Anniversary of Buffalo Bill’s burial on Lookout Mountain

Buffalo Bill's grave

Commemorative visit to Buffalo Bill’s grave, on the anniversary of his burial

Yesterday was the 98th anniversary of William F. Cody’s burial on Lookout Mountain.  Last night, the museum’s Director, Steve Friesen, gave a wonderful tour of the gravesite and the museum.  He talked about the nineteenth century fascination with death, coupled with the cult of celebrity that was building at the dawn of the twentieth century.  Those two movements combined to make Buffalo Bill’s internment an event of huge interest to the public.  His funeral was attended by tens of thousands of people, and millions have visited  the Buffalo Bill Museum and Grave in the intervening century.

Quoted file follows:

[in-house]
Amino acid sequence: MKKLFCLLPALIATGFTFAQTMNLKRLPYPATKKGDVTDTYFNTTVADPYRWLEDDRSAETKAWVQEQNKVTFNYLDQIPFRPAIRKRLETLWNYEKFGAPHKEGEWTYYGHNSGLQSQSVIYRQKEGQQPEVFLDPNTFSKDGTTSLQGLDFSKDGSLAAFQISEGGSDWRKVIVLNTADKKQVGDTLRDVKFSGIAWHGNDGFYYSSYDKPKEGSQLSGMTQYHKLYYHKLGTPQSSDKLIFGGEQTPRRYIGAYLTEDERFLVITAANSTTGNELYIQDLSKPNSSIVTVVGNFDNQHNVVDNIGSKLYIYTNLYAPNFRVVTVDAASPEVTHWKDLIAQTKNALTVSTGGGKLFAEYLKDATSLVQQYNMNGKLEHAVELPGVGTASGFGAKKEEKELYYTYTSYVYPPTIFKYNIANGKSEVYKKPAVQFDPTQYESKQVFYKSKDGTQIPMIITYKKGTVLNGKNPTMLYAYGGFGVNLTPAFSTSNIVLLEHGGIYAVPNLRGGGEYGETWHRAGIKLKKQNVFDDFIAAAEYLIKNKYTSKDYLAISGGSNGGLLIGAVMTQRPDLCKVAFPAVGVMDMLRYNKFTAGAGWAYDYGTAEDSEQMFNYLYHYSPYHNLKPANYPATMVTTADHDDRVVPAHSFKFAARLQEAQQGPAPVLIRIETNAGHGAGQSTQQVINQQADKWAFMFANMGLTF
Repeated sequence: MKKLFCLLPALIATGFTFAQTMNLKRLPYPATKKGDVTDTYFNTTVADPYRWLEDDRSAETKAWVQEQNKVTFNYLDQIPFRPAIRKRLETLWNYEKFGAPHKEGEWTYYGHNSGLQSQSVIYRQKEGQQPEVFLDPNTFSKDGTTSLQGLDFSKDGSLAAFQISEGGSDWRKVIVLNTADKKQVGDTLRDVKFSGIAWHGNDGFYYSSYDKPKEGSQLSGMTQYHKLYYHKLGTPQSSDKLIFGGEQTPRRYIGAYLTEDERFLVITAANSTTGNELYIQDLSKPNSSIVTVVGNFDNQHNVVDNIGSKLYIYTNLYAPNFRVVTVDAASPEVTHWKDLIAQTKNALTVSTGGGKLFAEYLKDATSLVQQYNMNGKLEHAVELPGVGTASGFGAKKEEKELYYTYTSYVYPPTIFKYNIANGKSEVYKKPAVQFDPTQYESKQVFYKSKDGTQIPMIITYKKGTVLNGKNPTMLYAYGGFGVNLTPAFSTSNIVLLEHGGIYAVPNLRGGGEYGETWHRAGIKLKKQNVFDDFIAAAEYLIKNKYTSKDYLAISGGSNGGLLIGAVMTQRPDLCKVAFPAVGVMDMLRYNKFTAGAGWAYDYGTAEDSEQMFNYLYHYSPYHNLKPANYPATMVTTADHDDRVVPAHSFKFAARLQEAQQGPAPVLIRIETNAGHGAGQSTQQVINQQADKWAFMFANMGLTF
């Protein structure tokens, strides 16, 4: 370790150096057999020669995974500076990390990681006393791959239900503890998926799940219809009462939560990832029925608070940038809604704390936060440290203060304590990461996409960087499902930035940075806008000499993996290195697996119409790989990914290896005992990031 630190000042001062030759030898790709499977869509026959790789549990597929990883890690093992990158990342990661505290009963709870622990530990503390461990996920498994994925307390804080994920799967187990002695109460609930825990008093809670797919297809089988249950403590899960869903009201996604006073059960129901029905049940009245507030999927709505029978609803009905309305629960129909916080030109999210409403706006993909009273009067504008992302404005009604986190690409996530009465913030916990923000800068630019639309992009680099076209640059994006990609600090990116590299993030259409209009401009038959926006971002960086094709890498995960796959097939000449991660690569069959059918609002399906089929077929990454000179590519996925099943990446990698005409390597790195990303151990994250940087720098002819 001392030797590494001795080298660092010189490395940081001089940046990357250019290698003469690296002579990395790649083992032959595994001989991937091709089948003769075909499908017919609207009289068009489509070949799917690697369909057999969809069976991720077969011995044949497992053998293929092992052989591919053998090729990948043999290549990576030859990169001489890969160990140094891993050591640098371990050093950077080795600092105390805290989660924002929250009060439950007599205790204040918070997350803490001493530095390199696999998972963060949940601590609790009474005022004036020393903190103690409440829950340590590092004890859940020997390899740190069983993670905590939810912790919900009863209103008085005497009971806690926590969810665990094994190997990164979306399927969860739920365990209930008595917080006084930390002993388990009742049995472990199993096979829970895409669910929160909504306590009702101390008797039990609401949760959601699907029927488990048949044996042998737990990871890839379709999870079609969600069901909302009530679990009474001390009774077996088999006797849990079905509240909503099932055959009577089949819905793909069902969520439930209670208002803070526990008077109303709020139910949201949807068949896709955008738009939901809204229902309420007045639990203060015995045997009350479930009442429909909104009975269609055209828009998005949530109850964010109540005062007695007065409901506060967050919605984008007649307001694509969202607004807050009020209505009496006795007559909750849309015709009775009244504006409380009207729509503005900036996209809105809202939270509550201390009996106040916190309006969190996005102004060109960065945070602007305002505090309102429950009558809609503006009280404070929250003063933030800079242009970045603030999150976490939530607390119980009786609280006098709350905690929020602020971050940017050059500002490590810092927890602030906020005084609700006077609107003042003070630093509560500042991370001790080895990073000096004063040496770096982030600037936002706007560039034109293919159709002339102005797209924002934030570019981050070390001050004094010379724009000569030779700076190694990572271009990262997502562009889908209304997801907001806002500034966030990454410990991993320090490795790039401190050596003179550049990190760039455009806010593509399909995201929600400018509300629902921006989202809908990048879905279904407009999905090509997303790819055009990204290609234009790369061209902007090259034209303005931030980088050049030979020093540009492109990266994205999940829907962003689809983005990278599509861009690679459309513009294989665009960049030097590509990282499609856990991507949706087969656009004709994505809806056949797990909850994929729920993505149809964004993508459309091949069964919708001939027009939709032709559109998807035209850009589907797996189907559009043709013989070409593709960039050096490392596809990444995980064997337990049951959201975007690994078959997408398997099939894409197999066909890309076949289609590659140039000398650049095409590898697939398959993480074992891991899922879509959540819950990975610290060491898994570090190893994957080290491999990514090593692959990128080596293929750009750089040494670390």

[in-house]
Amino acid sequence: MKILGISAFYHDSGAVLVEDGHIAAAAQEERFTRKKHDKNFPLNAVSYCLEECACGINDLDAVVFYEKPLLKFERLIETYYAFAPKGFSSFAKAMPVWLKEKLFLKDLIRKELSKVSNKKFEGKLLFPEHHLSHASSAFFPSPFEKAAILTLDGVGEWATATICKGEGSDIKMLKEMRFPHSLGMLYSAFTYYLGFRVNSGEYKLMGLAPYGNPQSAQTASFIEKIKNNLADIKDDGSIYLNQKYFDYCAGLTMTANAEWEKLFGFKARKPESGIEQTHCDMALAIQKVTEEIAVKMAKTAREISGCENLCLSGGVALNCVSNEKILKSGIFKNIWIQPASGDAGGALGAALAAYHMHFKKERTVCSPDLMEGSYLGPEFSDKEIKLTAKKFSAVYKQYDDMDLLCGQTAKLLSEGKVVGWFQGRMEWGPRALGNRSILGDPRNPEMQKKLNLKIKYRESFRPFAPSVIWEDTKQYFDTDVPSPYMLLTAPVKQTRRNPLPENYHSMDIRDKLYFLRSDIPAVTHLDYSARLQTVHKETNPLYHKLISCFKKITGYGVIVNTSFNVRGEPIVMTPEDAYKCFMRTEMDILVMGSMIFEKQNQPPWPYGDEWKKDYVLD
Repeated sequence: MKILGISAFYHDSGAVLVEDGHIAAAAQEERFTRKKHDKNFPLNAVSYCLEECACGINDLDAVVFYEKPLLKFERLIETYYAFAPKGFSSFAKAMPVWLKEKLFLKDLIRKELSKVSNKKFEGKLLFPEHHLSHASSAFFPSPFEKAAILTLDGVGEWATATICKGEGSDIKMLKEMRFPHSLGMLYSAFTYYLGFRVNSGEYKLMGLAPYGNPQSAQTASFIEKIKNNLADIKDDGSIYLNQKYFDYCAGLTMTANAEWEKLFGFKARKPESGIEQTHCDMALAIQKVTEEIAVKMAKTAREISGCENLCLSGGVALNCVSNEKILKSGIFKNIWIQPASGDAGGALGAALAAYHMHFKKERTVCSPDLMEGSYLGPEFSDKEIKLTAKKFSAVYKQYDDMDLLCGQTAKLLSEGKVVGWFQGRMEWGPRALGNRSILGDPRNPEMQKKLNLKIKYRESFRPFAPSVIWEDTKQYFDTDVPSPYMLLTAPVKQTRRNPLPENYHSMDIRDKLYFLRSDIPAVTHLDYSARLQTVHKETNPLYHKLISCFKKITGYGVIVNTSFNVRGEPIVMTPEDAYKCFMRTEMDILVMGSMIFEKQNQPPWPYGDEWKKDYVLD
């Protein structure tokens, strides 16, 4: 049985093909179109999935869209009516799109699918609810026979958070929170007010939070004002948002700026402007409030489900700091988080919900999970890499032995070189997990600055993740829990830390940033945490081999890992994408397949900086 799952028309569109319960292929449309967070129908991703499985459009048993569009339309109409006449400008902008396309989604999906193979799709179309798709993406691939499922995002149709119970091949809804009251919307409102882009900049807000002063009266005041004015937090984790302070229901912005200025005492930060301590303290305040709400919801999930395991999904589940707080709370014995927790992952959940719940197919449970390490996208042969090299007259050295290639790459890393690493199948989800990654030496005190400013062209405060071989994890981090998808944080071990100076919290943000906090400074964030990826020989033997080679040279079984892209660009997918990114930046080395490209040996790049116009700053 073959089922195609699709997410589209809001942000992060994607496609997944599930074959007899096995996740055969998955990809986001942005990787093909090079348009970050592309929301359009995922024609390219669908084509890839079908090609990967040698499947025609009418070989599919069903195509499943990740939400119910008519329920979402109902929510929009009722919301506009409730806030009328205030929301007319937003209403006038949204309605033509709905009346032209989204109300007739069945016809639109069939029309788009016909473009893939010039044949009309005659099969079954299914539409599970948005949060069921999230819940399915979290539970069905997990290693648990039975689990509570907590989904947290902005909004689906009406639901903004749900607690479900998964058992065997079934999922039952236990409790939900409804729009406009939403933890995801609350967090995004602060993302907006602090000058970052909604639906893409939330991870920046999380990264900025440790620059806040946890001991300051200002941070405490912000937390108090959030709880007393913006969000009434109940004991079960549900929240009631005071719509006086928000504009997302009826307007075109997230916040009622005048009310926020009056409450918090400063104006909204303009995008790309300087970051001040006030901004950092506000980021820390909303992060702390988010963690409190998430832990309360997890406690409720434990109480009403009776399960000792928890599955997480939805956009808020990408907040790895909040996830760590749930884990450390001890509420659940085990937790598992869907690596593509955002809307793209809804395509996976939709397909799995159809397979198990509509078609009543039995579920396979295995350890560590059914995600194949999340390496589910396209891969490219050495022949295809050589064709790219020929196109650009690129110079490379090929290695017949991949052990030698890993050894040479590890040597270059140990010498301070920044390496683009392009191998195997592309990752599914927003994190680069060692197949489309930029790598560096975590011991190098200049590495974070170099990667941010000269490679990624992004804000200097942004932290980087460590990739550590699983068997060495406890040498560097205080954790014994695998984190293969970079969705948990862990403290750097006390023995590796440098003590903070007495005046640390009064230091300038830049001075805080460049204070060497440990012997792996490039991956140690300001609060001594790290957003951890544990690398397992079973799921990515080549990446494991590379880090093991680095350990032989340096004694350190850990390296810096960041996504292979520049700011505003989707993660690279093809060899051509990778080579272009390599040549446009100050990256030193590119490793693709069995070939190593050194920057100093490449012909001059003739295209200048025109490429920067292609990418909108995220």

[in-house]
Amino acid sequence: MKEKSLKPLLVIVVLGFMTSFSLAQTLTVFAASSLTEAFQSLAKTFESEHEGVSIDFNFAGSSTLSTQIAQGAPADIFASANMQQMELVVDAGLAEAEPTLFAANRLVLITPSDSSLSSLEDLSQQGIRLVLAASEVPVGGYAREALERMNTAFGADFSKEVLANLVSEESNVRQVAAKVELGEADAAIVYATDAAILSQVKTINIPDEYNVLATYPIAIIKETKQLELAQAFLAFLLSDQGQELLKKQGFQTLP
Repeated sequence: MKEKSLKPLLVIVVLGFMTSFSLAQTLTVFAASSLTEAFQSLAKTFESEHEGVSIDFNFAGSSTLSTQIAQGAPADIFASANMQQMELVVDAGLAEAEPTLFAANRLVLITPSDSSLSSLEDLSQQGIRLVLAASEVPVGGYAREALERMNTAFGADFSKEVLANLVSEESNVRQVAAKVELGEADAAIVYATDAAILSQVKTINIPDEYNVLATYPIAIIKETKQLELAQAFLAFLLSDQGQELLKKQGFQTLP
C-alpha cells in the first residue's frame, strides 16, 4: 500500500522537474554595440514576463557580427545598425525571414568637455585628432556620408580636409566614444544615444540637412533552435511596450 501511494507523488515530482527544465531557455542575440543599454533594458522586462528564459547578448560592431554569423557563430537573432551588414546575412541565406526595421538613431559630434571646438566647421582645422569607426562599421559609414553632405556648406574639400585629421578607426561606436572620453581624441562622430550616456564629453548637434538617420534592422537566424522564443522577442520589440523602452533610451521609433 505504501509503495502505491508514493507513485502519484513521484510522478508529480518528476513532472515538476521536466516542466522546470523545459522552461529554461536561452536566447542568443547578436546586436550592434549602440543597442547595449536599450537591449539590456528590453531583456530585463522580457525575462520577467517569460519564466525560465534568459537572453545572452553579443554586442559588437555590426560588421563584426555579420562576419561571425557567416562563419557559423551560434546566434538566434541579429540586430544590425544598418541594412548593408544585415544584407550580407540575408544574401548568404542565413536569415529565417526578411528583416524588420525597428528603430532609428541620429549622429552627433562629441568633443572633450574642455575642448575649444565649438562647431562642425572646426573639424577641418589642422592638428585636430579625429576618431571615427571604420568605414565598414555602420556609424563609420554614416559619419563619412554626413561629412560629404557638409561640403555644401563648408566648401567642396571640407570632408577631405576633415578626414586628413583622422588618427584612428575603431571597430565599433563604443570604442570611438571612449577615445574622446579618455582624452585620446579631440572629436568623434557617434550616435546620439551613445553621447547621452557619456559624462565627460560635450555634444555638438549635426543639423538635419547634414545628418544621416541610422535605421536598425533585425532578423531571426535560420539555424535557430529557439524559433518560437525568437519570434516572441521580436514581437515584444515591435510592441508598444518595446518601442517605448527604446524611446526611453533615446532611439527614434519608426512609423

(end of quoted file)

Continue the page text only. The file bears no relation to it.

Buffalo Bill’s funeral procession on the Lariat Loop Road, June 3, 1917

After the visit to the grave site (where we got inside the fence!), Mr. Friesen gave a tour of the museum’s permanent collection, where we learned of Cody’s work as a Pony Express rider, a wagon train leader, a scout for the army, and a buffalo hunter for the railroad.  The exhibit includes Cody’s Congressional Medal of Honor for his service as an army scout during the Plains Indian Wars.

Cast of the Wild West show, with Cody in the middle.

The current temporary exhibit is “Harmonious Living: Diversity in Buffalo Bill’s Wild West.”  Cody’s Wild West show employed dozens of people–men and women, white, black, and red.  Cody was an early and staunch proponent of equal pay for equal work.  The exhibit highlights the fact that, while the U.S. government was doing its best to exterminate Native American culture, Cody’s Wild West show provided a place where his cast members could preserve their culture and beliefs.

Steve Friesen has been the Museum’s Director since 1995.  In that time, he has published an excellent book, Buffalo Bill: Scout, Showman, Visionary, and contributed significantly to the world’s understanding of Cody’s life and times.